Interview with Contemporary Romance Author Brandi Kennedy

November 20, 2013

Hello Fellow Junkies,

Today, I've got a post about my very good friend and fellow author, Brandi Kennedy. She is the author of the contemporary romance books "The Kinsley Series" and also the fantasy series called "The Selkie Trilogy."

Brandi often writes about topics that are not often touched on in such detail in other books, ranging from domestic abuse through to depression and anxiety. I recently managed to sit down with this truly wonderful woman and got to ask her some questions about her writing and what inspires her.

What inspires you to write every day? 

Honestly, I really don’t write every day – but when I do write, it’s just the love of writing that gets my fingers flying over the keys. Inspiration comes from just about anywhere; I can’t believe how often one little thought seems to work itself into a full-on novel idea. I actually have a notebook where I keep those. But really, this is like any other career that any other person does ... I’m hoping someday to be successful enough to live full-time on what I make from my writing. 

Deep down in the heart of why I’m doing this though, it’s just the love of the craft. Writing is like art for me, it’s like painting but with words, with poetic prose and with vivid imagery. It’s more personal for me than oils, than clay, than any other medium (except maybe music) because words are so incredibly powerful. I’m thankful every day to have this type of expressive gift.

If you could choose a male lead from your books to jump from the pages, who would it be and why?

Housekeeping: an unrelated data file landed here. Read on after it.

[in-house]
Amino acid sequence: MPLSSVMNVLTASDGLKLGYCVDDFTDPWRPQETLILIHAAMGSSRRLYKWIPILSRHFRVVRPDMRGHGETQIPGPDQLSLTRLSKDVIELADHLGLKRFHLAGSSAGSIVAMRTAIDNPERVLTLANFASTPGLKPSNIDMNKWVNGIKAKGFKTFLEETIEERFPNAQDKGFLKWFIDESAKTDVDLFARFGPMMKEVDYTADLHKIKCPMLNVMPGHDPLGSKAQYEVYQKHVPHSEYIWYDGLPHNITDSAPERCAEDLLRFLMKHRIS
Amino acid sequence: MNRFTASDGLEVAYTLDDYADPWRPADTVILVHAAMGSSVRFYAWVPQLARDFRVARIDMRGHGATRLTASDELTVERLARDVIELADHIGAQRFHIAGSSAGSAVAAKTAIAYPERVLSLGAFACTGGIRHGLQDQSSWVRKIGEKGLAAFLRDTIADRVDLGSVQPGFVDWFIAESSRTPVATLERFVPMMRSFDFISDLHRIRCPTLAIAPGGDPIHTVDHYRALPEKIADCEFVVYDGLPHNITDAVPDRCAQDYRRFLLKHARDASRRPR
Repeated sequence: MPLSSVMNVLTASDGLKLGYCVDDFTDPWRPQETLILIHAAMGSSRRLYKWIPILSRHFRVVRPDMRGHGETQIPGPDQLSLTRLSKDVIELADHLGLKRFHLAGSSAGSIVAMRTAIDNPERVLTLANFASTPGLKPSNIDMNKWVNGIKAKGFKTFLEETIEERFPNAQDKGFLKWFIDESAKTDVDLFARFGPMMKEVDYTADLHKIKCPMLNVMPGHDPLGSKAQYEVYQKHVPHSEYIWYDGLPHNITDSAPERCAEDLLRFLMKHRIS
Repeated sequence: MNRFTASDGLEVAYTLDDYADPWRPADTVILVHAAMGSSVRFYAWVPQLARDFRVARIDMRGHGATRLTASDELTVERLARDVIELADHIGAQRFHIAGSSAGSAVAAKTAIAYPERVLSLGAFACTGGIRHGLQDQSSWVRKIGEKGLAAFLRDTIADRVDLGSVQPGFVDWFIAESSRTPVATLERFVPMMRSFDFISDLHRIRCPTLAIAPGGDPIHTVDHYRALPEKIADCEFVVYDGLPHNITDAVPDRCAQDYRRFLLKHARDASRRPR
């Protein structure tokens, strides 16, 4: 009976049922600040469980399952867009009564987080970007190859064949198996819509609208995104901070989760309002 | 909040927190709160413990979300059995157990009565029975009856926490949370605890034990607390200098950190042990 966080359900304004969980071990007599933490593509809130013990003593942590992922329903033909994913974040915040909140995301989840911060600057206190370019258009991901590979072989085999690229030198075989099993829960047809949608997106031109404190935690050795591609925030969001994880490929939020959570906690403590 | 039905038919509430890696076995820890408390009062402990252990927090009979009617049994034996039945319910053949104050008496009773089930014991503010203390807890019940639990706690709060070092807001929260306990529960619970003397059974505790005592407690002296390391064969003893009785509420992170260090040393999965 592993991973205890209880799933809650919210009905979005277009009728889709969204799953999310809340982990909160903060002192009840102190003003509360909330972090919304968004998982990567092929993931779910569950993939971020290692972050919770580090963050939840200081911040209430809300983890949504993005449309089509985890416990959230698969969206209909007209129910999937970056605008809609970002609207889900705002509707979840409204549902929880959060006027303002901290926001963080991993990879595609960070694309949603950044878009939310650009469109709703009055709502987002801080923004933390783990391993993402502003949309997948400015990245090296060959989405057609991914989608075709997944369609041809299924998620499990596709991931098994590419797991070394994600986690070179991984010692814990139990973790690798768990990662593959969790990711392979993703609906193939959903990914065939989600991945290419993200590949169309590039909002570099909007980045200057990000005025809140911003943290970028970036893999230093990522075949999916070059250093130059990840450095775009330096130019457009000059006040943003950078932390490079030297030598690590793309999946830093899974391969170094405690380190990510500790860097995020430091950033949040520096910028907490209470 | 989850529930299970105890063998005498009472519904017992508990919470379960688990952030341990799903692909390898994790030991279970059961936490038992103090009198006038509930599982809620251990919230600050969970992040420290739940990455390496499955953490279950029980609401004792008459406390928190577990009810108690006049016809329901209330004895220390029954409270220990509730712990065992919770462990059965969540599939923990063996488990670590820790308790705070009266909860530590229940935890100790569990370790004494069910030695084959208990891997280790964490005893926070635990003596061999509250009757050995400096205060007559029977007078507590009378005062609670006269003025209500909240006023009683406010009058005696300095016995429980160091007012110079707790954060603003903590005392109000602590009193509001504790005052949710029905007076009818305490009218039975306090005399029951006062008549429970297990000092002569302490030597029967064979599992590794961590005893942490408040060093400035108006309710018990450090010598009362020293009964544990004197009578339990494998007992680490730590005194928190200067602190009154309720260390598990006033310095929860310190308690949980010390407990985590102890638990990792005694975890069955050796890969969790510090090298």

Aiden, from Fighting For Freedom. He’s strong, he’s patient, he’s sexy. He’s got that long-lost-love appeal. And he’s there for Christine, feeling protective of her, wanting to save her but willing to let her save herself. He’s drawn from some of the best men I’ve ever known. 

Then again, so is Drew Kingsley from Fat Chance, and we already know he likes a girl with curves. They all have their good points though; Mac from Prescription For Love is so incredibly understanding and so sweet, Malik from Selkie is such a charmer and he has that hero thing going for him, from when he saved Annie from drowning. And then there’s Xander, and he’s sexy as hell in Wrestling Harmony.

You have the Kingsley Series. How many books in total will there be?

I can’t say for sure, but there are plans for at least six, possibly seven. Fat Chance was Cass and Drew’s story, Prescription For Love was Cameron and Mac’s story. Wrestling Harmony gives us Harmony’s romance with Xander Harrison, who was named by the fans on my Facebook page. Michael and Evan are still waiting for their stories to be told, still waiting to find love of their own. And then of course, there’s the obvious, the love story between Adam and Eva Kingsley, the two who started it all. There may be a few other stories or spin-off novellas though; I’m not really sure yet.

The original version of Selkie wasn’t well-received. Why do you think that was?

Oh, the ending, for sure. Annie was a real character, with real pain and real experiences that we can all relate to. But the end of To Love A Selkie was very hard for today’s readers to accept because it was terribly tragic. Most reviews on it were very angry and very bitter about the original ending, even if the reader liked the story.

You’ve since re-written Selkie and made it into two parts. Did you feel that previous critics will be silenced by this new, two-part book?

So far, the extended version of the story has been much more well-received, and I’m looking forward to writing Selkie II sometime in the early part of next year.